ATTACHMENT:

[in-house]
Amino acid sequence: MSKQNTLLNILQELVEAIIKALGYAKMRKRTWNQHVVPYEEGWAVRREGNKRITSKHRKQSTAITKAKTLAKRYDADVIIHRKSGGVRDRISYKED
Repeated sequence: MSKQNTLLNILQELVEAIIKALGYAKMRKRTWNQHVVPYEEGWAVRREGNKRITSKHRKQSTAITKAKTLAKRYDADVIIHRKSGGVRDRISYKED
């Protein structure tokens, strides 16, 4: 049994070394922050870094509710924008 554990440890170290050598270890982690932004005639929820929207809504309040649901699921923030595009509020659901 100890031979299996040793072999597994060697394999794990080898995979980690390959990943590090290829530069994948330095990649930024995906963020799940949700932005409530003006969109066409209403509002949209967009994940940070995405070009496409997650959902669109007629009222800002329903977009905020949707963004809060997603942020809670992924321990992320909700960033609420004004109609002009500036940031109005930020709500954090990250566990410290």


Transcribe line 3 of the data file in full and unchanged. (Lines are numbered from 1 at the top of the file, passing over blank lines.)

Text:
Repeated sequence: MSKQNTLLNILQELVEAIIKALGYAKMRKRTWNQHVVPYEEGWAVRREGNKRITSKHRKQSTAITKAKTLAKRYDADVIIHRKSGGVRDRISYKED